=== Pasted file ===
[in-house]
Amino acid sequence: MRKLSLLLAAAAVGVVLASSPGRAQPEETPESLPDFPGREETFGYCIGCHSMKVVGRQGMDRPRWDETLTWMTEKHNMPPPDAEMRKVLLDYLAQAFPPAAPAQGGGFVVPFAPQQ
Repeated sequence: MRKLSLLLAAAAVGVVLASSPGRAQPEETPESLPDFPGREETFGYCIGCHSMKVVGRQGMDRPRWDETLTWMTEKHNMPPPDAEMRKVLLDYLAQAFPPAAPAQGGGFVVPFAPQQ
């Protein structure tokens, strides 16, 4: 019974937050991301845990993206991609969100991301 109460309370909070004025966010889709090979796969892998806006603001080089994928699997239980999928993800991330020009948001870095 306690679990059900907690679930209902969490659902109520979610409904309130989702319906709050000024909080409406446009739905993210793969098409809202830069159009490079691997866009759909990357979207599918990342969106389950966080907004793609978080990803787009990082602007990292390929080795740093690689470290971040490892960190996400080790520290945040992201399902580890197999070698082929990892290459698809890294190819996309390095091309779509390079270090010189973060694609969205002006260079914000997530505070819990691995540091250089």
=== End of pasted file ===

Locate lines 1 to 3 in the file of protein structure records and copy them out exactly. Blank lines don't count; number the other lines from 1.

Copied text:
[in-house]
Amino acid sequence: MRKLSLLLAAAAVGVVLASSPGRAQPEETPESLPDFPGREETFGYCIGCHSMKVVGRQGMDRPRWDETLTWMTEKHNMPPPDAEMRKVLLDYLAQAFPPAAPAQGGGFVVPFAPQQ
Repeated sequence: MRKLSLLLAAAAVGVVLASSPGRAQPEETPESLPDFPGREETFGYCIGCHSMKVVGRQGMDRPRWDETLTWMTEKHNMPPPDAEMRKVLLDYLAQAFPPAAPAQGGGFVVPFAPQQ